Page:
• Don't you think though the OP should have been given the opportunity to explain "why" he posted that answer? And would you consider it a low quality answer? I understand the need to delete LQA, but "wrong" answers, and/or unrelated answers should be downvoted, shouldn't they?
    – Mari-Lou A
    Commented Jun 8, 2016 at 16:52
  • 1
    @Mari-LouA Wrong answers should be downvoted but retained (so visitors can see them and know they're wrong / unpopular, and so no one just goes and re-suggests them). Unrelated "answers" or other non-sequiturs which don't actually attempt to answer the question as asked should be converted to comments or deleted outright. The classic example is "thank you" posts and follow-up questions.
    – Dan Bron
    Commented Jun 8, 2016 at 16:55
  • @DanBron would you consider the answer on the same par as someone who writes "Thanks for the info!" or "How do you pronounce Xmas"? I think tact and diplomacy was lacking here.
    – Mari-Lou A
    Commented Jun 8, 2016 at 17:00
  • @Mari-LouA No, it was interesting and useful content, simply misplaced. I wasn't there when all this went down, I didn't even see the question or deleted answer until this Meta thread arose, so I can't really comment on tact or conduct.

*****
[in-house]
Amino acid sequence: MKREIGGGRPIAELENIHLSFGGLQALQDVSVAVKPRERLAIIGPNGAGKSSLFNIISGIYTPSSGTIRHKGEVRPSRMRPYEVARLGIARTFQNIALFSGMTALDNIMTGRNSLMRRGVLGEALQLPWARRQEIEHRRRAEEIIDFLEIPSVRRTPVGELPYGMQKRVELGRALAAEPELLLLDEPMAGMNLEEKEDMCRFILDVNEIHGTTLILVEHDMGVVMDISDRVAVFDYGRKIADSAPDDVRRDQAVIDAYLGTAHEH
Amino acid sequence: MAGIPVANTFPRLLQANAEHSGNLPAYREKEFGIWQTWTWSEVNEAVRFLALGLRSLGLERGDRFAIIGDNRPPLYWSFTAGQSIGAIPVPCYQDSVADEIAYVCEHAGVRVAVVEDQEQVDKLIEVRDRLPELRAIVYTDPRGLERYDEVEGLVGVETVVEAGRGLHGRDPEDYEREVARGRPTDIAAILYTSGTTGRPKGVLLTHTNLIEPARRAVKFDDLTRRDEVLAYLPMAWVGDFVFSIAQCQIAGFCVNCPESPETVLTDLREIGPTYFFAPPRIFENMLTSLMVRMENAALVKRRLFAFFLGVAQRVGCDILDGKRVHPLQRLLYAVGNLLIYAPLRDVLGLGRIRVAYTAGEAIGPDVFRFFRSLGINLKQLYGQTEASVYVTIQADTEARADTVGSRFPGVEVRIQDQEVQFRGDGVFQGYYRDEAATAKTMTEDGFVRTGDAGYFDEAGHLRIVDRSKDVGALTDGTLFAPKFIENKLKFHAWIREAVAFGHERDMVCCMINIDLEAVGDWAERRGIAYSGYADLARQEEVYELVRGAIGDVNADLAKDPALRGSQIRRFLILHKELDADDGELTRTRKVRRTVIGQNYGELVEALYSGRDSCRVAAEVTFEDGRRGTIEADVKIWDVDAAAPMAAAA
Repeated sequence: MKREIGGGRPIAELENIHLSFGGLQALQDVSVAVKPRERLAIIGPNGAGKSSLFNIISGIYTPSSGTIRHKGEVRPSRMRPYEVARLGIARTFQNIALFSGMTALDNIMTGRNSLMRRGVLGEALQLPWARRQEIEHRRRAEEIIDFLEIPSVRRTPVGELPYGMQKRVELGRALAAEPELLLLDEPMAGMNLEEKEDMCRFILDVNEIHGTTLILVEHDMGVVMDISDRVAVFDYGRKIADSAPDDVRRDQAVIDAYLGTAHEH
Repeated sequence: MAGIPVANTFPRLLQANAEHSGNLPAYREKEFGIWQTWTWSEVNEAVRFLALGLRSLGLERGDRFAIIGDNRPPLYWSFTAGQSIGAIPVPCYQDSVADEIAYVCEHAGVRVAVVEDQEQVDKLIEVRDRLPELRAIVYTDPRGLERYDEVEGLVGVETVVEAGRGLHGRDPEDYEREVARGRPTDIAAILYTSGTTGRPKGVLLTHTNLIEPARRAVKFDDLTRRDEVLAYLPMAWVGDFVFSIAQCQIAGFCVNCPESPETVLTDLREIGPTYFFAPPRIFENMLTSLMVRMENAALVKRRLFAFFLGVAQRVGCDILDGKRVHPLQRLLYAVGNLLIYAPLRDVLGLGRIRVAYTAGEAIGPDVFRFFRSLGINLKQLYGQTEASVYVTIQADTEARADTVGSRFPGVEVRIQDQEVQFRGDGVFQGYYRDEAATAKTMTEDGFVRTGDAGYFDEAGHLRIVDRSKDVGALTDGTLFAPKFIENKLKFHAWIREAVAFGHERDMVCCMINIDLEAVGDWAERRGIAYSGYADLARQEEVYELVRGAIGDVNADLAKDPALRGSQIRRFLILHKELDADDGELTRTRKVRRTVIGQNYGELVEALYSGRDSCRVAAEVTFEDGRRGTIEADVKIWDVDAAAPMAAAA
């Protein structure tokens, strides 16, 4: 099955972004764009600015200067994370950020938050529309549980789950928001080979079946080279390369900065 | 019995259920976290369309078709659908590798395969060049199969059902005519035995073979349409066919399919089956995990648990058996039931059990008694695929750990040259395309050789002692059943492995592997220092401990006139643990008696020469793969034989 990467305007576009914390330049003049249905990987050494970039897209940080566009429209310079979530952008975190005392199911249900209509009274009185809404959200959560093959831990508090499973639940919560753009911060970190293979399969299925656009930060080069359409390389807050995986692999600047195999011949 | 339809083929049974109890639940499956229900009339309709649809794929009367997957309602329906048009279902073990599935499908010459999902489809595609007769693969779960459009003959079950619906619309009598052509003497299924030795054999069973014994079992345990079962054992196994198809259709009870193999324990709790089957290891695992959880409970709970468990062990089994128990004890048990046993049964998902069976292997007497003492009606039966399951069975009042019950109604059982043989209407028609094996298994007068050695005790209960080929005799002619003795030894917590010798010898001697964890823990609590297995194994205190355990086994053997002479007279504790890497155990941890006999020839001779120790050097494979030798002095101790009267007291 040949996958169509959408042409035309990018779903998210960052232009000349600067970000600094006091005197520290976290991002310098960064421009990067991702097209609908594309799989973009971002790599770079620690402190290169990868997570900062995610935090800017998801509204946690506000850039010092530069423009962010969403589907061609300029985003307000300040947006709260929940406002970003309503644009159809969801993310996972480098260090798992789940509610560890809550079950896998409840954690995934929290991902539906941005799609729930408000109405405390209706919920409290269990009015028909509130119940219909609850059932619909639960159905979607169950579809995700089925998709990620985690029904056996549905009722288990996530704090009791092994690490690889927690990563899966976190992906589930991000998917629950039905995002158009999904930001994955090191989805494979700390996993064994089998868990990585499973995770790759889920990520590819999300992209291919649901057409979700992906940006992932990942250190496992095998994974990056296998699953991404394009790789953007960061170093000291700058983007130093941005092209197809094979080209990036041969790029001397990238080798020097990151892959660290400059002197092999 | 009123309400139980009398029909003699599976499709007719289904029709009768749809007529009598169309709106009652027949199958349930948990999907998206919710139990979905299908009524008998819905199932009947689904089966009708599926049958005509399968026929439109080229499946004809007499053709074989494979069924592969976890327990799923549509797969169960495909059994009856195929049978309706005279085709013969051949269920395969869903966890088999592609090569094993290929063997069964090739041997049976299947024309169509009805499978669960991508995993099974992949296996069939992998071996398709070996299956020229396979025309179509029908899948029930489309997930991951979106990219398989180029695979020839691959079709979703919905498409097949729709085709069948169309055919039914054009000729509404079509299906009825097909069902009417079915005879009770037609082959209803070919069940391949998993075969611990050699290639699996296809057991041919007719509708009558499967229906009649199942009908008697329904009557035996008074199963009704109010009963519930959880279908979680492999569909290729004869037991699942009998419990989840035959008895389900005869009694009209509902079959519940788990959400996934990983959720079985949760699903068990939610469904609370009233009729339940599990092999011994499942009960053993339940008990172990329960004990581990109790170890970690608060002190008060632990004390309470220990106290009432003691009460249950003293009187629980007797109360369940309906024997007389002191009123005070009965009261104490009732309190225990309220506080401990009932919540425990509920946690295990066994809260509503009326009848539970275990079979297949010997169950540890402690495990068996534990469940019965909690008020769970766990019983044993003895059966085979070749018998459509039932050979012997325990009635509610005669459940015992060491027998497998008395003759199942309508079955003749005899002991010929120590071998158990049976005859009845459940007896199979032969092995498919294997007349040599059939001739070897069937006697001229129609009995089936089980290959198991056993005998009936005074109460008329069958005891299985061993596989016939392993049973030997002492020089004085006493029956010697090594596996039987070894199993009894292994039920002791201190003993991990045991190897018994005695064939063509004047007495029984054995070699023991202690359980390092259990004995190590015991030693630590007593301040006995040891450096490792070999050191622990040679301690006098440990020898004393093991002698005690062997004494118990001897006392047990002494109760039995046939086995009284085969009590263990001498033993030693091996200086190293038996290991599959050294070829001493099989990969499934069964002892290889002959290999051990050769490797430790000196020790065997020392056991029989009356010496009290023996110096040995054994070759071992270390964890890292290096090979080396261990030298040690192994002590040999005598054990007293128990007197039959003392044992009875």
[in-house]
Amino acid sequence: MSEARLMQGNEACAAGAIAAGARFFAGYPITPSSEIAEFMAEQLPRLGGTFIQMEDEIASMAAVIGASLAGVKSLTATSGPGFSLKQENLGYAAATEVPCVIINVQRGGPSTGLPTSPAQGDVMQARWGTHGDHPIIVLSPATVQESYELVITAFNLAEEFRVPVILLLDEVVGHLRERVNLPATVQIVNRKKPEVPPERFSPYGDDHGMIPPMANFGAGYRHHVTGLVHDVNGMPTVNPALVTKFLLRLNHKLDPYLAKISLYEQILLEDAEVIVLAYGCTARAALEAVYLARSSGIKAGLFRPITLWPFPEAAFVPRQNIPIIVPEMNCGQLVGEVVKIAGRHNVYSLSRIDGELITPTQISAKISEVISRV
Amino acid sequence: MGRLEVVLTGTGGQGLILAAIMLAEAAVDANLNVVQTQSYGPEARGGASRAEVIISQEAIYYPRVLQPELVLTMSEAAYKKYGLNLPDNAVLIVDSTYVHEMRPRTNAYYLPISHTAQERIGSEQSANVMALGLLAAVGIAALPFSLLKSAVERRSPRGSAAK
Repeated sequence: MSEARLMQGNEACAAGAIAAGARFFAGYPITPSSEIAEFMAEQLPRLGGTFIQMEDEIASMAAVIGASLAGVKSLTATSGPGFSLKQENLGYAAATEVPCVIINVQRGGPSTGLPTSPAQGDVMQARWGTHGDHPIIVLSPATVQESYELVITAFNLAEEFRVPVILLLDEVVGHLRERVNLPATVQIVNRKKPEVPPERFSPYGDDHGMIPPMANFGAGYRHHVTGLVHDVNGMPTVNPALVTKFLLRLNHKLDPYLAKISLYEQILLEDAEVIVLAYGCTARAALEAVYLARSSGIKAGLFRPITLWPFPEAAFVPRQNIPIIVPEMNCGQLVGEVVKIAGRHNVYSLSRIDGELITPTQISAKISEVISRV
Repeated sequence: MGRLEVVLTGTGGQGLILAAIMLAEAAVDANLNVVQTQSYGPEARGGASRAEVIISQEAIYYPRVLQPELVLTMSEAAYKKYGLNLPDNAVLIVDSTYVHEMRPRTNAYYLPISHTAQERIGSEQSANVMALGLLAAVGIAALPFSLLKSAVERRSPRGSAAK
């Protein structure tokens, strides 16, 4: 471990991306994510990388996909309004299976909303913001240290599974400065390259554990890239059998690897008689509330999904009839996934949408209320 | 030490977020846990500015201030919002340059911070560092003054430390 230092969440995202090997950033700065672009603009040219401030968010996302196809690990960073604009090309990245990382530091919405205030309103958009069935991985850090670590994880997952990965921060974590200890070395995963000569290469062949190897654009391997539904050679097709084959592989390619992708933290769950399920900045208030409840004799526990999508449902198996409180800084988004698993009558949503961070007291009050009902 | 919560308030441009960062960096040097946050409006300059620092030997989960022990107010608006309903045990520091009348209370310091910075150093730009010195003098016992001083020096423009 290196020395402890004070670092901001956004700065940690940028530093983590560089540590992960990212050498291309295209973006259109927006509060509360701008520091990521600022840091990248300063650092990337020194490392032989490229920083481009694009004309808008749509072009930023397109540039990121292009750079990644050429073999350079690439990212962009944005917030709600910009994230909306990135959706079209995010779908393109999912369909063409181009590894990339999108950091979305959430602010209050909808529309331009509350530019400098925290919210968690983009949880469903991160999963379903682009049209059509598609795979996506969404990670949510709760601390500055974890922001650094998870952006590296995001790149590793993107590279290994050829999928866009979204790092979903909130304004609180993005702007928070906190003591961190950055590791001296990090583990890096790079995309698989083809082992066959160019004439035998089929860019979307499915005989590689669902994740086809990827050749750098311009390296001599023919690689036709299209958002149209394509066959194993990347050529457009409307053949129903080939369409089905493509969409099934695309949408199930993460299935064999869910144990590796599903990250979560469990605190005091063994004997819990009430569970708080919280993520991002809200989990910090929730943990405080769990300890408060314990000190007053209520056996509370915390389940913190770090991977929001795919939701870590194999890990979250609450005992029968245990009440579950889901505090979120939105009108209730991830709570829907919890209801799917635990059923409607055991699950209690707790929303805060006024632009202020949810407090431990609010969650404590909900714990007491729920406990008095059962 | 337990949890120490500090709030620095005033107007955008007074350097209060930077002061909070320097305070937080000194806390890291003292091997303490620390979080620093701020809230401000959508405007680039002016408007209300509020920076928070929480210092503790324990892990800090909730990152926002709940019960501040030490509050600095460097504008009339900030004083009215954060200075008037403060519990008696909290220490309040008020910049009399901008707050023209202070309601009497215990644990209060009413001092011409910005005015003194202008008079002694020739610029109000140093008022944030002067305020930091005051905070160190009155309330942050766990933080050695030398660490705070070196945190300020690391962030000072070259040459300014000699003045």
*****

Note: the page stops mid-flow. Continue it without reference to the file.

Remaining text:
– Dan Bron
    Commented Jun 8, 2016 at 17:01
  • 1
    @Mari-LouA I agree with DanBron. How the Spanish verbs conjugate has nothing to do with English. And the question is not about how the English verbs are pronounced when they conjugate. I feel sad when I see this question receive so many upvotes when the answer is that's the way the language chose to evolve. If "English has systematic methods for reducing vowel lengths in order to accommodate unstressed syllables", "obtainable" should be pronounced /əbtænəbl/, not /əbteɪnəbl/. I think Janus Bahs Jacquet's comment is a better answer.
    – user140086
    Commented Jun 8, 2016 at 18:00

You must log in to answer this question.

Not the answer you're looking for? Browse other questions tagged .